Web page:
MS&ME PhD Model Program

Courses provide the background knowledge that is often needed to successfully complete research and allow students to learn more broadly about a field or related fields in a structured fashion. The program below forms a starting point for a discussion with the faculty about areas of interest. Students should work in close consultation with their advisors to develop an appropriate program plan that is consistent with the school's PhD Program overall course requirements.

The goal of the program is for our students to develop strong foundations in the mathematical and physical principles, and applications, underlying mechanics as a branch of continuum mechanics and applied physics. Students can choose to undertake additional course work in related areas of Engineering Sciences and Applied Physics/Material Sciences/Geophysics. The scope of the program is quite wide and students enter with varying backgrounds. The following is a model. It is hoped that this will serve as a starting point for a discussion with your faculty advisor.

Core Courses -- note these are recommended but are not required

It is recommended that students take the following courses as they present some of the basic descriptions of continuum behavior common to many of the on-going research programs.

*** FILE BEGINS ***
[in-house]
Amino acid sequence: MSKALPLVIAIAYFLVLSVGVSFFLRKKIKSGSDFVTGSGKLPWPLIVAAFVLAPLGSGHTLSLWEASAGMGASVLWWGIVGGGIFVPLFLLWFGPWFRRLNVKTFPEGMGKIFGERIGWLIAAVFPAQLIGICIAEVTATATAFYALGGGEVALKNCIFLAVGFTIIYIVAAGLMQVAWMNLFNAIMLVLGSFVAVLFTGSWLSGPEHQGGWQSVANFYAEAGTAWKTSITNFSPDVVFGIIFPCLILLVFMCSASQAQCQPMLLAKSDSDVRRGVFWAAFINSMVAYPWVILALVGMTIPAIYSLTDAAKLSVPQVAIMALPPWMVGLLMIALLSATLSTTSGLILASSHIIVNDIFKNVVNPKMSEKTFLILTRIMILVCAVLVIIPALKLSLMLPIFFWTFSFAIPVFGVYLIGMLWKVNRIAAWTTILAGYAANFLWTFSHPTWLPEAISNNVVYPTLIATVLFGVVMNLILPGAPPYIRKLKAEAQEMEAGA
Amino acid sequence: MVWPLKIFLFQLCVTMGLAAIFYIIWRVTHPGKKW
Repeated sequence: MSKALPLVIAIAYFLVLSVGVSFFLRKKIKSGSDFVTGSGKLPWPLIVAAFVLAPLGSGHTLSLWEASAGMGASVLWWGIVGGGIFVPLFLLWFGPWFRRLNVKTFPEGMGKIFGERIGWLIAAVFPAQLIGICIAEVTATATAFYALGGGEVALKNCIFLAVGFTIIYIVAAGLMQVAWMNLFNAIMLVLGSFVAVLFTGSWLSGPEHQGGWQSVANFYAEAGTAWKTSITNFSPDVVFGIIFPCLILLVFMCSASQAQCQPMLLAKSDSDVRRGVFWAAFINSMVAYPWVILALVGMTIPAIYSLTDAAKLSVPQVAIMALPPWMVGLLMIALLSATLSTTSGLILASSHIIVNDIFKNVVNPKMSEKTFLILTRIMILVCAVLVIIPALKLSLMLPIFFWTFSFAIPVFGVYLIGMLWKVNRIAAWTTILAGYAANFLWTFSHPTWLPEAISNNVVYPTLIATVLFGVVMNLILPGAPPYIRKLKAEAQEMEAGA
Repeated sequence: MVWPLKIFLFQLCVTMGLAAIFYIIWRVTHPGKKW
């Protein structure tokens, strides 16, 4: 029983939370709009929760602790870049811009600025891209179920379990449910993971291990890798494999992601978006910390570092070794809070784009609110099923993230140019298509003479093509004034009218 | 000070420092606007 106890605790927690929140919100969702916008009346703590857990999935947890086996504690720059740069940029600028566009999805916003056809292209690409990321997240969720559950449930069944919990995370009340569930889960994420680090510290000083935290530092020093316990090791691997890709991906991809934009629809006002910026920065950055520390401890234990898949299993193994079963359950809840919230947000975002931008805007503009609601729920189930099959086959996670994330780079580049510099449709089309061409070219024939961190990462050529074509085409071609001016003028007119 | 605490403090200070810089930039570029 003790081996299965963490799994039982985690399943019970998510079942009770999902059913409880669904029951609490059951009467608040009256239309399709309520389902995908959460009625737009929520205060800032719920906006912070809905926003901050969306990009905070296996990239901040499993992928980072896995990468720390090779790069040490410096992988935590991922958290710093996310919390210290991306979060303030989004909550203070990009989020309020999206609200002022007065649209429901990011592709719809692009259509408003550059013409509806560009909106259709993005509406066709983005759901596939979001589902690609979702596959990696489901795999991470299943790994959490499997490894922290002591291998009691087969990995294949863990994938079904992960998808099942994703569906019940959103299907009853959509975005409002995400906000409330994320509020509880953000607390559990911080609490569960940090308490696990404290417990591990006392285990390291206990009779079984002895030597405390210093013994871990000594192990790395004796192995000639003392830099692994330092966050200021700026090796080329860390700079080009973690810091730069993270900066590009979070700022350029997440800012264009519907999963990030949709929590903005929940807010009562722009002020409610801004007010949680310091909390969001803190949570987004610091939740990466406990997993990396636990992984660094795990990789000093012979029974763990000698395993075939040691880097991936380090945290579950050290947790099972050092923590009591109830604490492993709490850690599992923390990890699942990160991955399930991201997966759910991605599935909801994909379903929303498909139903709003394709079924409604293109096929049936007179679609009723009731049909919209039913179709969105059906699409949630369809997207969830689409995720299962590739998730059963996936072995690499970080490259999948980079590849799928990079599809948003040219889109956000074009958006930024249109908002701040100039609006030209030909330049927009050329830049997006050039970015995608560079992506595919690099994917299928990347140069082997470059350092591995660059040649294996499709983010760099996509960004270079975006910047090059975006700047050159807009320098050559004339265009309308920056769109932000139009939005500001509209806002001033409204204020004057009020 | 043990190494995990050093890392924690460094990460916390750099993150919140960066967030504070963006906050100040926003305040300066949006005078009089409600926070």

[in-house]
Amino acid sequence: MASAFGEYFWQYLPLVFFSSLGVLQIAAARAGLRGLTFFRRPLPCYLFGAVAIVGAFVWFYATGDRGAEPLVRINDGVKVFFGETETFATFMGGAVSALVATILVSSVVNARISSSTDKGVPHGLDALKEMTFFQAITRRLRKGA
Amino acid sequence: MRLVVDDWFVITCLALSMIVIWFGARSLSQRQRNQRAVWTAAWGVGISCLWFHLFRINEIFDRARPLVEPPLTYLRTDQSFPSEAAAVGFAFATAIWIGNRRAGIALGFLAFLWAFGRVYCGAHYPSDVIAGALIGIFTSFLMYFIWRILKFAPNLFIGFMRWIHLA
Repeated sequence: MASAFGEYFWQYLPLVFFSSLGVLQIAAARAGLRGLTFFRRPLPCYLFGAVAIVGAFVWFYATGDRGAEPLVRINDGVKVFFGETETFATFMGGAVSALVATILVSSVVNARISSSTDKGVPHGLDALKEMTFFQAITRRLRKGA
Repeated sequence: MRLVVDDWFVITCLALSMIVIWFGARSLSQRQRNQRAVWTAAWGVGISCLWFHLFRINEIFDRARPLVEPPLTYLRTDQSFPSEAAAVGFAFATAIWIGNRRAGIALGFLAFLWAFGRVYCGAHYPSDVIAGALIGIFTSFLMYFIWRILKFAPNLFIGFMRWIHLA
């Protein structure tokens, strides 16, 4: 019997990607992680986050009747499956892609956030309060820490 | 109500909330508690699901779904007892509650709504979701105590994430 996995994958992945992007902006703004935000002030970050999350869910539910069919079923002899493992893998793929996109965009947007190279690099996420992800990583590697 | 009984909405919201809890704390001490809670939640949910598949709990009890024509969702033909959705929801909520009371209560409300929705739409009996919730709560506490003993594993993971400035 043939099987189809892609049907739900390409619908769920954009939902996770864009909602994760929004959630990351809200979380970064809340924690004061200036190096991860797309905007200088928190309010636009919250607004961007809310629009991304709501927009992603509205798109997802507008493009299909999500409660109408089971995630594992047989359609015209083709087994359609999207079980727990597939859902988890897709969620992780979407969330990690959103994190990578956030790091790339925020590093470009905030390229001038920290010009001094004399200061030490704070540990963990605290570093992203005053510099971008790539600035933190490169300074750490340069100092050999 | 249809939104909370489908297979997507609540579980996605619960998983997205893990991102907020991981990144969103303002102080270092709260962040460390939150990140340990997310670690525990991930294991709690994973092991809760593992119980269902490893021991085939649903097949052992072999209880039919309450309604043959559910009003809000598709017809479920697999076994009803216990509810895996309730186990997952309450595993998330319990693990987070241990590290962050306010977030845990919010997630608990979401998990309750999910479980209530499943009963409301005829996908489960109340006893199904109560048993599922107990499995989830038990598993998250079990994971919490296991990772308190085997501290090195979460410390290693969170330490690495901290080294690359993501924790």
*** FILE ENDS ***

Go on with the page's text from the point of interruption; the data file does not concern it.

• ES 220 Fluid Dynamics
  • ES 240 Solid Mechanics
  • AM 201 Physical Mathematics I

It may be necessary for students to take prerequisite courses prior to the core courses listed above. In order to successfully complete ES 220, ES 240, and AM 201 students should have completed ES 123, ES 120 and AM 105. Many students will have completed equivalent courses prior to matriculation. For those who have not, generally one of these courses may be counted towards the 10.

Electives -- note these are recommended but are not required

Most students will take 7 electives. Some will only take 6 because they are using ES 123, ES 120 or AM 105 as part of their programs. The choice of electives should be discussed with the advisor and generally students will concentrate in an field of application but they will take courses in different applications in order to provide breadth in the program.

Soft matter, fluids, chemistry and energy options include:

  • AP 225 Introduction to Soft Matter
  • AP 235 Chemistry in Materials Science and Engineering
  • ES 231 Energy Technology

Solid mechanics options include:

  • ES 241 Advanced Elasticity
  • ES 242r Solid Mechanics: Advanced Seminar
  • ES 246 Plasticity
  • ES 247 Fracture Mechanics
  • AP 218 Electrical, Optical, and Magnetic Properties of Materials
  • AP 282 Solids: Structure and Defects
  • AP 292 Kinetics of Condensed Phase Processes
  • ES 252r Advanced Topics in Robotics Research
  • ES 259 Advanced Introduction to Robotics

Earth science options include:

  • EPS 202 Mechanics in Earth and Environmental Science
  • EPS 232 Dynamic Meteorology
  • 200-level course in climate dynamics or air pollution
  • other 200-level EPS courses

Applied Mathematics options include:

  • AM 205 Advanced Scientific Computing: Numerical Methods
  • other 200-level Applied Math courses
  • AM 299r or ES 299r (one or two; if twice then with different instructors)
  • one 100-level course of advanced content will be considered on an ad hoc basis.

Note that, for Program Plans in Engineering Sciences, Physics 223 Electronics for Scientists is considered to be a 200-level SEAS-equivalent technical course.